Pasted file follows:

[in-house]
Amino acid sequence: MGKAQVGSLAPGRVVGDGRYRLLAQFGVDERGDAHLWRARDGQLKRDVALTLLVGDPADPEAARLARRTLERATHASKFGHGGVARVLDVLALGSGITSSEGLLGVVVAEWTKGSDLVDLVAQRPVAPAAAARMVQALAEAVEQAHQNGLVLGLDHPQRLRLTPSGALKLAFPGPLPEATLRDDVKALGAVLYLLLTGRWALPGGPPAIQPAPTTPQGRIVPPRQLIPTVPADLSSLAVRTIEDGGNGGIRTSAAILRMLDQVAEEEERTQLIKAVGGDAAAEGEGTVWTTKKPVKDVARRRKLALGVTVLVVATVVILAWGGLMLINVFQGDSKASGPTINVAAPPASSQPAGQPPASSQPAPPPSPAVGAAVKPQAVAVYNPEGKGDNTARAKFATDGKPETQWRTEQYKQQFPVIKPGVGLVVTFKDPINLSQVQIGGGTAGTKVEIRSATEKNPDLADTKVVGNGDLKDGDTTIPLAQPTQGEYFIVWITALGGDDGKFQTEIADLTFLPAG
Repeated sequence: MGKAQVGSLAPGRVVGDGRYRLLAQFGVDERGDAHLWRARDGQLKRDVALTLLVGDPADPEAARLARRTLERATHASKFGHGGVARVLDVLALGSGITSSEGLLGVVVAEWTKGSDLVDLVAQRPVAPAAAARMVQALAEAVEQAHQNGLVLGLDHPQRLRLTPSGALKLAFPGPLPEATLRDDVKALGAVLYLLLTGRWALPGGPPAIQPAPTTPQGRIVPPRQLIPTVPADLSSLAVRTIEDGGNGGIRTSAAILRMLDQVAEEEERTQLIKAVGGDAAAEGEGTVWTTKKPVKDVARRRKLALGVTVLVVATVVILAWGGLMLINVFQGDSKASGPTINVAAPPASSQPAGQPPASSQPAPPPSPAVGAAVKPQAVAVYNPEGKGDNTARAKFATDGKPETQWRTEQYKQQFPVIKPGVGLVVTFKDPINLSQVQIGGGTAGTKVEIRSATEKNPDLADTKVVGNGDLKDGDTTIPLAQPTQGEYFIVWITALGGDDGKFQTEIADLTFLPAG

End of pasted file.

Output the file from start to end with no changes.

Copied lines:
[in-house]
Amino acid sequence: MGKAQVGSLAPGRVVGDGRYRLLAQFGVDERGDAHLWRARDGQLKRDVALTLLVGDPADPEAARLARRTLERATHASKFGHGGVARVLDVLALGSGITSSEGLLGVVVAEWTKGSDLVDLVAQRPVAPAAAARMVQALAEAVEQAHQNGLVLGLDHPQRLRLTPSGALKLAFPGPLPEATLRDDVKALGAVLYLLLTGRWALPGGPPAIQPAPTTPQGRIVPPRQLIPTVPADLSSLAVRTIEDGGNGGIRTSAAILRMLDQVAEEEERTQLIKAVGGDAAAEGEGTVWTTKKPVKDVARRRKLALGVTVLVVATVVILAWGGLMLINVFQGDSKASGPTINVAAPPASSQPAGQPPASSQPAPPPSPAVGAAVKPQAVAVYNPEGKGDNTARAKFATDGKPETQWRTEQYKQQFPVIKPGVGLVVTFKDPINLSQVQIGGGTAGTKVEIRSATEKNPDLADTKVVGNGDLKDGDTTIPLAQPTQGEYFIVWITALGGDDGKFQTEIADLTFLPAG
Repeated sequence: MGKAQVGSLAPGRVVGDGRYRLLAQFGVDERGDAHLWRARDGQLKRDVALTLLVGDPADPEAARLARRTLERATHASKFGHGGVARVLDVLALGSGITSSEGLLGVVVAEWTKGSDLVDLVAQRPVAPAAAARMVQALAEAVEQAHQNGLVLGLDHPQRLRLTPSGALKLAFPGPLPEATLRDDVKALGAVLYLLLTGRWALPGGPPAIQPAPTTPQGRIVPPRQLIPTVPADLSSLAVRTIEDGGNGGIRTSAAILRMLDQVAEEEERTQLIKAVGGDAAAEGEGTVWTTKKPVKDVARRRKLALGVTVLVVATVVILAWGGLMLINVFQGDSKASGPTINVAAPPASSQPAGQPPASSQPAPPPSPAVGAAVKPQAVAVYNPEGKGDNTARAKFATDGKPETQWRTEQYKQQFPVIKPGVGLVVTFKDPINLSQVQIGGGTAGTKVEIRSATEKNPDLADTKVVGNGDLKDGDTTIPLAQPTQGEYFIVWITALGGDDGKFQTEIADLTFLPAG